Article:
EGU2020-22655, updated on 12 Jun 2020
https://doi.org/10.5194/egusphere-egu2020-22655
EGU General Assembly 2020
© Author(s) 2020. This work is distributed under
the Creative Commons Attribution 4.0 License.

Hydrodynamic and hydrochemical evolution of the Bajo Guadalhorce Valley alluvial aquifer (Málaga, S Spain) in the last 40 years

José Manuel Nieto López, Juan Antonio Barberá Fornell, and Bartolomé Andreo Navarro
José Manuel Nieto López et al.
  • Department of Geology and Centre of Hydrogeology of the University of Málaga (Spain). Boulevar Louis Pasteur, s/n. Campus de Teatinos, 29010

Groundwater flowing through coastal aquifers is increasingly impacted by human pressures as consequence of a growing demand on drinking water, tourism and agriculture, among others. Thus, groundwater availability very often depend on its quality since water salinization and pollution are the main challenges for water management because of seawater and freshwater interaction. Therefore, it is crucial to monitor the availability of groundwater and its quality under changing scenarios where this water resource can be specially threatened.

This study aims to assess the spatial distribution and time evolution of groundwater levels and hydrochemistry of the alluvial aquifer of the Bajo Guadalhorce Valley (Málaga, S Spain) for the evaluation of its quantitative and qualitative status. To that, groundwater level, electrical conductivity and Cl- and SO42- concentrations of water have been measured in a field sampling campaign carried out in the alluvial aquifer of the Bajo Guadalhorce Valley (Málaga, S Spain) in April 2017. Additionally, historical data from the last 40 years have been compiled.

Results show that groundwater generally flow towards the Guadalhorce River, where gaining relationship remains more patent in its lower river stretch, and the Mediterranean Sea. Some negative groundwater elevations close to the coastal fringe are observed in several piezometers because of pumping during the study period. Electrical conductivity values were, generally, lower than 4 mS/cm in all samples and the major changes in groundwater mineralization were determined in the Guadalhorce River Mouth. In this aquifer sector, substantial increases in groundwater mineralization were identified, up to 50% in some observation points. Cl- and SO42-concentrations in groundwater (the more concentrated solutes of all) evolve similarly in time to that of electrical conductivity, with maximum recorded values up to 10000 mg/l and 2000 mg/l, respectively, the coastal area in 2017.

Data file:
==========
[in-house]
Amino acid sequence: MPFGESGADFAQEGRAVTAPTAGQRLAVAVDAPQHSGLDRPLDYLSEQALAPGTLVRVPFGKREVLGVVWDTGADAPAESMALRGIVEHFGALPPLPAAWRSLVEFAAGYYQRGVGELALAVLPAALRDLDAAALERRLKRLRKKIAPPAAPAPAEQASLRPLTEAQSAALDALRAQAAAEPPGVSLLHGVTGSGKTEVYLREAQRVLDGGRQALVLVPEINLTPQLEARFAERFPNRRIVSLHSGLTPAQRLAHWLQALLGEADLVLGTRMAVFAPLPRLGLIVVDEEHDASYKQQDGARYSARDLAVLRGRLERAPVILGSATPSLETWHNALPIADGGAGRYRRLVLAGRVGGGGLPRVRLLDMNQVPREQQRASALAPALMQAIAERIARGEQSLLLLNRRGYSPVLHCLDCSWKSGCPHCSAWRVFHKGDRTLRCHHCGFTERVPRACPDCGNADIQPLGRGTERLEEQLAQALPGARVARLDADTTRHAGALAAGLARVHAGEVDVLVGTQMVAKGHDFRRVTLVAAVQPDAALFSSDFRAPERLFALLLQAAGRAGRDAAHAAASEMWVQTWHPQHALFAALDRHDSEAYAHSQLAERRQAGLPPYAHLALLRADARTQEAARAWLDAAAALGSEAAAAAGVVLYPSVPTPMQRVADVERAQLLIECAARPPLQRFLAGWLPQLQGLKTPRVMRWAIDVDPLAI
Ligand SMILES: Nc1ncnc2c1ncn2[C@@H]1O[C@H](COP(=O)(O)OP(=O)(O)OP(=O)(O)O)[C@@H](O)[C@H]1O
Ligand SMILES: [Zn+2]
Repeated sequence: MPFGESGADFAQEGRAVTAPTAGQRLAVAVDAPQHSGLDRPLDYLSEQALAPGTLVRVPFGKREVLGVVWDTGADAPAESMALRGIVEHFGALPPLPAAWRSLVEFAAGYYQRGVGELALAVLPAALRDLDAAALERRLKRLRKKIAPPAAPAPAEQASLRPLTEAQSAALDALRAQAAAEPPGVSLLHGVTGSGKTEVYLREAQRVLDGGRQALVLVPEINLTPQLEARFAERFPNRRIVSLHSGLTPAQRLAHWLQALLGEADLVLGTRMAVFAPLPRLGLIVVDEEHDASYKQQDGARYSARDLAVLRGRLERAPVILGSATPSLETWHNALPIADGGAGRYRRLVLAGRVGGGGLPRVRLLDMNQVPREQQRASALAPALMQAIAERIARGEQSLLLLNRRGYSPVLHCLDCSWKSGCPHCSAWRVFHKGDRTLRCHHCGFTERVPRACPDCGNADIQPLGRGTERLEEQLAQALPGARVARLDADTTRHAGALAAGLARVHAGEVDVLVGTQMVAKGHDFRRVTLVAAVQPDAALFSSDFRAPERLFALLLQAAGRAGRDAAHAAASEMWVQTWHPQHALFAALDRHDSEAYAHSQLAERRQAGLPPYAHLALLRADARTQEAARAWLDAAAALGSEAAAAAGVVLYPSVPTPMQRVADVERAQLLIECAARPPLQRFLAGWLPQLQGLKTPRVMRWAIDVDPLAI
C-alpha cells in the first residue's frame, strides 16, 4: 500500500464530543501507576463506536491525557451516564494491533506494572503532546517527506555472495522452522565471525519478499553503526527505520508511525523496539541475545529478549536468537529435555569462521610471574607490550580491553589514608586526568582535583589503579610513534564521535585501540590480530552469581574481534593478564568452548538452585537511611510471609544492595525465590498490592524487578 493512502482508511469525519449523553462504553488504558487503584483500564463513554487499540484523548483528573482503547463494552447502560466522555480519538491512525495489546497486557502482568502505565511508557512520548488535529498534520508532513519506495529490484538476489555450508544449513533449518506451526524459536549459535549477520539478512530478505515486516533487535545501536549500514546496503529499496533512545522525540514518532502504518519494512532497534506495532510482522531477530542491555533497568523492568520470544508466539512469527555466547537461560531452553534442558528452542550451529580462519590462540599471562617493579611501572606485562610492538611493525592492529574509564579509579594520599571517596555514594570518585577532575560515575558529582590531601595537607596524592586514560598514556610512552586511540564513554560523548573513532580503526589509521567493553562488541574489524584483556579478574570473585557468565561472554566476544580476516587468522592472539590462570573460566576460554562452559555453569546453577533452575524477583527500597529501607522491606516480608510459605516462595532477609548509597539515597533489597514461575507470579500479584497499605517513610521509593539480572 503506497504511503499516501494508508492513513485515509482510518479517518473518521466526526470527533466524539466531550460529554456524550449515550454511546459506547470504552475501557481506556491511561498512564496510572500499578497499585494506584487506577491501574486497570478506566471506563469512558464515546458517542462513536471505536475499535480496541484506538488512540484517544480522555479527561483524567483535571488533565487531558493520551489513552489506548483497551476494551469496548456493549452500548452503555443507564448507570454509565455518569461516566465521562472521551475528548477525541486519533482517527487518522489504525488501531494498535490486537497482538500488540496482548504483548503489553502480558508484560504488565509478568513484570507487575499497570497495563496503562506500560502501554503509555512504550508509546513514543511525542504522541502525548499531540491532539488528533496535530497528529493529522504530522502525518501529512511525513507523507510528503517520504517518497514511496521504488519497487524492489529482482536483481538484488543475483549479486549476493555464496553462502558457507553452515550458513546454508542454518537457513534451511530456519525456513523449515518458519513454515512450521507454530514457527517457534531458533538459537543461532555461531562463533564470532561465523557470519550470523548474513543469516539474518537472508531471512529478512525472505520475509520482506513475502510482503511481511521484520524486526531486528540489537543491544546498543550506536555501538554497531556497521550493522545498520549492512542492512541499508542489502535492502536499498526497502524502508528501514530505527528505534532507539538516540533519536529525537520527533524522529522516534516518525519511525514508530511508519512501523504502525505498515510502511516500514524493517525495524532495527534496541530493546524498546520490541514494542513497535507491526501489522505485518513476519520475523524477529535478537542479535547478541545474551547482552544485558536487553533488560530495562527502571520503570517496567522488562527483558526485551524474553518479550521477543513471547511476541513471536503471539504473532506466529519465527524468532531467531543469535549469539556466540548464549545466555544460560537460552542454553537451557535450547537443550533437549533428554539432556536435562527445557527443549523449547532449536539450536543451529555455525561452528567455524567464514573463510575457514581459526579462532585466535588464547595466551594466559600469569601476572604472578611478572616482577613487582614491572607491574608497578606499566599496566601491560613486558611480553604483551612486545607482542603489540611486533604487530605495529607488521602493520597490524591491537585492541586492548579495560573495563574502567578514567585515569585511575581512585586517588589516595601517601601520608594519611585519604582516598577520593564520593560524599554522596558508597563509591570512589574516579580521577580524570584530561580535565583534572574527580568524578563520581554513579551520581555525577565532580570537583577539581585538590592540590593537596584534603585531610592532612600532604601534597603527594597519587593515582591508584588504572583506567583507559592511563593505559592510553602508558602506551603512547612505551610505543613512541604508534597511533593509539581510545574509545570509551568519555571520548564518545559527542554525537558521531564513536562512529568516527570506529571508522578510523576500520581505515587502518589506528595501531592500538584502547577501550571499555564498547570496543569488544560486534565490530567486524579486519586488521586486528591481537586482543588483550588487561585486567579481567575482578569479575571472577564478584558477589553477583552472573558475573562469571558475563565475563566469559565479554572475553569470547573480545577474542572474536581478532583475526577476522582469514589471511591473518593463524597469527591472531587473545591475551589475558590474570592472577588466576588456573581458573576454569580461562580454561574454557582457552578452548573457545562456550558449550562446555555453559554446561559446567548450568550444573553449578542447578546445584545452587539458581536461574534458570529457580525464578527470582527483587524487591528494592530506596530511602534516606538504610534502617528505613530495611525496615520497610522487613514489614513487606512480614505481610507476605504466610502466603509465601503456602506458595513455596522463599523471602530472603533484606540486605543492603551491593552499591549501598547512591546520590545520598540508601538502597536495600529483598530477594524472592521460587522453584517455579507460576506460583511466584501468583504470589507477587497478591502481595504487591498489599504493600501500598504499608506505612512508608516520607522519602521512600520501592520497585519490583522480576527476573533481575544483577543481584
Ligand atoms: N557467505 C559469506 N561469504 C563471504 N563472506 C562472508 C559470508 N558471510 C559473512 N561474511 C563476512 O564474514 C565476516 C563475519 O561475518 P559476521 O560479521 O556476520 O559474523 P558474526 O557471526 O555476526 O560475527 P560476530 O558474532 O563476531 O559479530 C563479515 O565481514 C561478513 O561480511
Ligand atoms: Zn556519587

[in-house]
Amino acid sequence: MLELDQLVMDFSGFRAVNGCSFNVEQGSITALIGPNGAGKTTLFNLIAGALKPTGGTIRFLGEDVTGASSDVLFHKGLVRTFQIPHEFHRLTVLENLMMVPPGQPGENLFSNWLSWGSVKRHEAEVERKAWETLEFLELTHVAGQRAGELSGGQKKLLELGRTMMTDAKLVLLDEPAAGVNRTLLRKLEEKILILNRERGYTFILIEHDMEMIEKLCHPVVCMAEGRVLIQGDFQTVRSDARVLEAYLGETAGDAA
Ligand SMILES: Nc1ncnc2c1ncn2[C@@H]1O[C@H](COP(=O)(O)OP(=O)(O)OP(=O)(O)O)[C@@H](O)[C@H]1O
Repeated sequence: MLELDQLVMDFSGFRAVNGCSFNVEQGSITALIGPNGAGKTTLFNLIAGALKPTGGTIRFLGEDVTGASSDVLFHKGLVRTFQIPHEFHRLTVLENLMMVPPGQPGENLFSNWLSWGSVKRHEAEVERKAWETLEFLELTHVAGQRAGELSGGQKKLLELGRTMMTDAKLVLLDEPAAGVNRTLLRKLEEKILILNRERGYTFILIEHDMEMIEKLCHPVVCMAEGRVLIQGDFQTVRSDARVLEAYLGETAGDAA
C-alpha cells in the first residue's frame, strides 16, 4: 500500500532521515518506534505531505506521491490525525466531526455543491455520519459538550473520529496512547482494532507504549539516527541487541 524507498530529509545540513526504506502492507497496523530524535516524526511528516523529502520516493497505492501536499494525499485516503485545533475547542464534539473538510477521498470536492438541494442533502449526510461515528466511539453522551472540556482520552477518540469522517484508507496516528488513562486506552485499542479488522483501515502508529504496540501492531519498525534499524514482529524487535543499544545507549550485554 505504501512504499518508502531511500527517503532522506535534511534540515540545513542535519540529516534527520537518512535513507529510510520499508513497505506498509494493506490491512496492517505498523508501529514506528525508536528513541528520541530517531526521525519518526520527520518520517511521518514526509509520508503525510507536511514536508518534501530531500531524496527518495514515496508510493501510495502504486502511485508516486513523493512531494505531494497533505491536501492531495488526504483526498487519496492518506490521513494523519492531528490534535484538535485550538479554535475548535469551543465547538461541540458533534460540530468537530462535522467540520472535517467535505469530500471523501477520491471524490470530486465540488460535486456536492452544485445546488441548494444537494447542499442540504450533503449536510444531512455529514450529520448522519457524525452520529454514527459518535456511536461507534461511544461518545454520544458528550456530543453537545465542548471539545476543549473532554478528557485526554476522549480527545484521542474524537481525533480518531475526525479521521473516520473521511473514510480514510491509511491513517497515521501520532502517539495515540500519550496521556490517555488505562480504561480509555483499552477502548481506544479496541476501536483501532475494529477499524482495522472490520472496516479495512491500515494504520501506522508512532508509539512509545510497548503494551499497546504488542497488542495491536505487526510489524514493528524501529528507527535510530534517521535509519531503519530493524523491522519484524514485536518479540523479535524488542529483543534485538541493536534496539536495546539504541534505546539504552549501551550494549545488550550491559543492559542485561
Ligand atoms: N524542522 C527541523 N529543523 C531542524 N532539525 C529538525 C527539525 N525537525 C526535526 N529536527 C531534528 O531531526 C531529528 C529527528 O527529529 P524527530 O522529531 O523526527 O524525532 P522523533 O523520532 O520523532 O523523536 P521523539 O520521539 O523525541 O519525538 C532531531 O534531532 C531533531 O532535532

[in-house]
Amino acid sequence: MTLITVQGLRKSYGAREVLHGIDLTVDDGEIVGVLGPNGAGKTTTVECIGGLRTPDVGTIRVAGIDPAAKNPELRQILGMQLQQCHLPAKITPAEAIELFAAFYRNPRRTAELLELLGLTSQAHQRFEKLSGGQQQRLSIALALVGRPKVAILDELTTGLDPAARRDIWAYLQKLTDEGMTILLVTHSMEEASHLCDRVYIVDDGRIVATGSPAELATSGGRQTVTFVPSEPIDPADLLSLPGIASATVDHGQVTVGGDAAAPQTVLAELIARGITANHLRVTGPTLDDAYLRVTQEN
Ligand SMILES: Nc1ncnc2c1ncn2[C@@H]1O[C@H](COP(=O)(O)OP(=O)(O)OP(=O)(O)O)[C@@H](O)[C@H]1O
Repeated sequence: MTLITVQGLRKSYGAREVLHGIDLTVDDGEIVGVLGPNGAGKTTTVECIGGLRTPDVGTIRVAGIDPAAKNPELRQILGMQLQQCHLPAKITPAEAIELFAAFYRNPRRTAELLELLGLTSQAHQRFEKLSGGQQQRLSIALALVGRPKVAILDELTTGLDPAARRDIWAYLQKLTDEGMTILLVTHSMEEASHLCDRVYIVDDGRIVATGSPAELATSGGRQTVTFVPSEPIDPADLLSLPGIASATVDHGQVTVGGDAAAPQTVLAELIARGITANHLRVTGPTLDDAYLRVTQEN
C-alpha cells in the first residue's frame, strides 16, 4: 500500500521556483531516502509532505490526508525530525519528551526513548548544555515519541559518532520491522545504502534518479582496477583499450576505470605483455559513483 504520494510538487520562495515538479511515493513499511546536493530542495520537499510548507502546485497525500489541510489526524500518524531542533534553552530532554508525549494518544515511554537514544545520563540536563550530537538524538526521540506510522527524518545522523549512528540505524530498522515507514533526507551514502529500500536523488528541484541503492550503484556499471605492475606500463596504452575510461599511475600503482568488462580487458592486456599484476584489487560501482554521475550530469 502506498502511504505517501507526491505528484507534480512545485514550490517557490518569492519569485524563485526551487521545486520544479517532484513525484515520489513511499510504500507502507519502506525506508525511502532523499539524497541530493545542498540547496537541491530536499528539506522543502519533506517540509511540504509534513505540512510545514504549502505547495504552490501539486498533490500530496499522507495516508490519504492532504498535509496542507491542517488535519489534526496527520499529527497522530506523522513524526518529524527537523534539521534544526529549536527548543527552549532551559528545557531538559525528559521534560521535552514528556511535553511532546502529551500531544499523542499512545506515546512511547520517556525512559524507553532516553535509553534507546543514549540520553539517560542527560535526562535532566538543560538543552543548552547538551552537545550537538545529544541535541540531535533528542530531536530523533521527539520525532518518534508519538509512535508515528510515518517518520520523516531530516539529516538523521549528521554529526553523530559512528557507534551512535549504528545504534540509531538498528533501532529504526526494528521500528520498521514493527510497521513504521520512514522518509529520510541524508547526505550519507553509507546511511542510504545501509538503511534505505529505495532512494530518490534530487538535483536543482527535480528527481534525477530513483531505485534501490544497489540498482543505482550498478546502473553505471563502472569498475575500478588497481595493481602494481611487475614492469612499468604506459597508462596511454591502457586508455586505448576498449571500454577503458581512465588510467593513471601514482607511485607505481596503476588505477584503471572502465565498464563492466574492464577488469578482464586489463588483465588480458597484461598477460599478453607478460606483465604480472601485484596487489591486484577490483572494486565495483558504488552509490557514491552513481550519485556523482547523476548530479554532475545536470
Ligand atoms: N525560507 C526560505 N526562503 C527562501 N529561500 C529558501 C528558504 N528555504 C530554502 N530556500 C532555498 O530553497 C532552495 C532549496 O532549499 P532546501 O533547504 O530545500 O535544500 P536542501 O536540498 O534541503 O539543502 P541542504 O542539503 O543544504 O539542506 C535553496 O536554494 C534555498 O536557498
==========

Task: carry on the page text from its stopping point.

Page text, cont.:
Changes in EC and Cl- and SO42- concentrations in the river mouth area could be related to the land use changes that took place here between 1997 and 2003, where channelization works resulted in the splitting of the river in two branches. This could have affected to the aquifer hydrodynamics, due to the reduced groundwater discharge to the river mouth area between both branches. This could have favored the mixing among surface water, sea water and groundwater. Also, the urbanized area has increased over the years, reducing the recharge area of this part of the aquifer, but also flowing groundwater has increased because of pumping reduction (up to 7 hm3/year). The presence of Cl- in the aquifer, as well as SO42-, is due to evaporite dissolution and the interaction with the Mediterranean Sea in the coastal area. An extra input of SO42- comes from of the fertilizers used in agriculture.

The availability of long-term hydrogeological data in a coastal aquifer (1976-2017) has allowed to check a remarkable salinization in the coastal area, caused by land use modifications. So, the monitoring of hydrogeological data is a very important tool to be used by land managers in coastal aquifers, where groundwater can be seriously endangered by human activities.

How to cite: Nieto López, J. M., Barberá Fornell, J. A., and Andreo Navarro, B.: Hydrodynamic and hydrochemical evolution of the Bajo Guadalhorce Valley alluvial aquifer (Málaga, S Spain) in the last 40 years, EGU General Assembly 2020, Online, 4–8 May 2020, EGU2020-22655, https://doi.org/10.5194/egusphere-egu2020-22655, 2020

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